(Above) Soulshine Pizza Factory founder Chris Sartin.
The feeling one gets walking into Soulshine Pizza Factory near the Castlewoods subdivision in Rankin County must be similar to what Dorothy felt when she found herself in Oz: “We’re not in Kansas anymore.”
Someone who visited the tiny pizza place once said Soulshine must be the “most Bohemian place in Rankin County.” The psychedelic, colorful mushrooms that cover the walls and the founder and long-haired, bearded-owner Chris Sartin, who can frequently be found behind the cash register, are admittedly a little out of the ordinary for the stereotypical Republican county.
But that’s the idea.
“When I first opened Soulshine, many of my family and friends thought that being in-your-face was not the way to go — I felt the opposite,” Sartin said. “If you’re not the norm, instead of hiding it, exploit it and use it to your advantage.” Doing so, Sartin said, has made Soulshine “hard to put out of your mind.”
But if for some strange reason customers do forget the atmosphere, it is likely they won’t forget the list of specialty pizzas, such as The Magic Mushroom, The Bob Marley, The Kitchen Sink and a host of others — not to mention the soups, calzones, salads, po-boys, homemade cheesecake and lasagna.
The restaurant, which is now also located in downtown Jackson at Hal & Mal’s, is an “explosion” of all Sartin’s restaurant experiences, which include everything from fine dining to casual as well as almost every ethnic food imaginable.
“I think that’s why the menu is so crazy,” Sartin said. Sartin’s partner and Soulshine executive chef Will Brady helped tweak the menu and recipes Sartin had created.
Sartin and Brady opened Soulshine Feb. 7, 2001, at Castlewoods. They opened the location at Hal & Mal’s just under a month ago.
The restaurant business and Sartin may sound like a match made in heaven — the 32-year-old held his first job at the age of 14 at Cerami’s in Jackson. In actuality, however, Sartin’s first love is history. He attended Delta State University and then the University of Alabama where he earned a BA in history before deciding the restaurant business was his true calling.
“I wanted to be a history professor,” Sartin said. “That was really my passion.” But, he said, “When I got into history it was just mainly to get a degree in something I liked. I figured I would end up selling insurance for my father.”
Selling insurance was not Sartin’s cup of tea, however, and he eventually ended up working at Walker’s Drive-In with Brady. The two discussed buying the restaurant when it went up for sale, but it was not to be.
Then, driving home from work one day, Sartin noticed that the Little Caesar’s near Castlewoods was closed. After some discussion, Sartin and Brady purchased the space and converted it to Soulshine.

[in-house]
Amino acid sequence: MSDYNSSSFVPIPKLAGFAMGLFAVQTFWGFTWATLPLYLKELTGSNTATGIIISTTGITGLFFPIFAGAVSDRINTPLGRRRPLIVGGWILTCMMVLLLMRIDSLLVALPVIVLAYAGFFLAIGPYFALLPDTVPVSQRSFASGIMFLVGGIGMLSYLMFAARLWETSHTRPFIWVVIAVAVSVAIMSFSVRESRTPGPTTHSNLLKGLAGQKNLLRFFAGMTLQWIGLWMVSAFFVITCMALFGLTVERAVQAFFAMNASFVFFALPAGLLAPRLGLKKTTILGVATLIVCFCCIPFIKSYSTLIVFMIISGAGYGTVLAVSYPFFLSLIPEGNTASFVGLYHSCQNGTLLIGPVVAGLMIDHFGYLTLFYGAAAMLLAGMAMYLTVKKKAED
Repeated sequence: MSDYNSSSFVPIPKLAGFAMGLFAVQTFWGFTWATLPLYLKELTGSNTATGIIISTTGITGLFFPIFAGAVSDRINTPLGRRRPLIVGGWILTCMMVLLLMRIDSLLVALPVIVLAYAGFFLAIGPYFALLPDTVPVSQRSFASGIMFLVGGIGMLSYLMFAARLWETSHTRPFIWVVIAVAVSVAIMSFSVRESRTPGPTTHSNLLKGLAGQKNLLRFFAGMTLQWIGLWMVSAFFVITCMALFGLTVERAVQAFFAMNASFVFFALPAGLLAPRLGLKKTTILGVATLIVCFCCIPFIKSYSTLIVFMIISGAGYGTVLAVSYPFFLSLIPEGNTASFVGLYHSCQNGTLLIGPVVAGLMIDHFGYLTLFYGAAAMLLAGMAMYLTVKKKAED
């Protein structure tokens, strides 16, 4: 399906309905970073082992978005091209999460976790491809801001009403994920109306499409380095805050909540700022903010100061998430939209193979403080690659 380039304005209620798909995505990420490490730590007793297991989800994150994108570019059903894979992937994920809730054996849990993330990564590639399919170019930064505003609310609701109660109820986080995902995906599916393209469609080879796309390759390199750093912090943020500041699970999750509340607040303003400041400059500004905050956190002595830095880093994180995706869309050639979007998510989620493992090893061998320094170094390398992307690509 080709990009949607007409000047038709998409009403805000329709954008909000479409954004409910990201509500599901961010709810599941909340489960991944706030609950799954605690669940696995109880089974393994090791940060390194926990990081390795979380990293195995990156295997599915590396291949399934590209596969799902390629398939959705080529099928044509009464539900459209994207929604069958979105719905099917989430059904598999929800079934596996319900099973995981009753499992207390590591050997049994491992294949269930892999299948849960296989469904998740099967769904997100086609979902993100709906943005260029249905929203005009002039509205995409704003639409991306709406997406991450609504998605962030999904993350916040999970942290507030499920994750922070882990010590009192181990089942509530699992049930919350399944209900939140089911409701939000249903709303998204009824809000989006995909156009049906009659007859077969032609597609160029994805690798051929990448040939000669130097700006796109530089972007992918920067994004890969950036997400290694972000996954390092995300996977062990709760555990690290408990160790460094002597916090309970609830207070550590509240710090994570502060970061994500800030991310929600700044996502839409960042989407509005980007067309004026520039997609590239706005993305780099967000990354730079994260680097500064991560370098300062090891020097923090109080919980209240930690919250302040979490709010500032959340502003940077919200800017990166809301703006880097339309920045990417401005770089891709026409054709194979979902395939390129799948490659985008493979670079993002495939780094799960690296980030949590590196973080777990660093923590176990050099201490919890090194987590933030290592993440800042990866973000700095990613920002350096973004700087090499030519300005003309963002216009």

“We wanted to give it a loose, casual, relaxed atmosphere,” Sartin said. “And it was cool to me to call it Soulshine. That’s what you ought to do all the time in life — let your soul shine.” The name comes from an Allman Brother’s song.
Sartin said opening the restaurant was the beginning of a new chapter in his life.
“I finally accepted what I was — a restaurant man,” Sartin said.
About six months later, Sartin ran into Malcolm White, the owner of Hal & Mal’s. Sartin thought the downtown location of Hal & Mal’s would be a great new location for Soulshine.
“We had only been open for six months when we started talking,” Sartin said. “That was just a compliment to have someone of Malcolm’s stature come here. He could have gotten more established places to come in but he thought we could do it.”
Sartin wanted the downtown location, but did not want to handle the aspect of selling the alcohol, so the two came to an agreement. Sartin and Brady would run Soulshine and Hal & Mal’s would run the bar.
Already, Soulshine has garnered quite a following. Sartin said he and Brady have been able to do that merely by treating people the way they want to be treated.
“People have so much fun here,” Sartin said. “I roll out the red carpet for them.”
He compares Soulshine’s treatment of customers and employees to a story about Charlie Jacobs, who had played in a legendary band called the Tangents. As the story goes, Jacobs had a remarkably similar scratchy voice to singer and songwriter Dr. John.
“People told him he sounded too much like Dr. John for his own good. But when Dr. John met Charlie Jacobs he told him, ‘just throw it out the window.’
“I think that’s how we like to view things. Move on and improve and don’t worry about what people say. Just throw it out the window.”
Contact MBJ staff writer Elizabeth Kirkland at firstname.lastname@example.org or (601) 364-1042.
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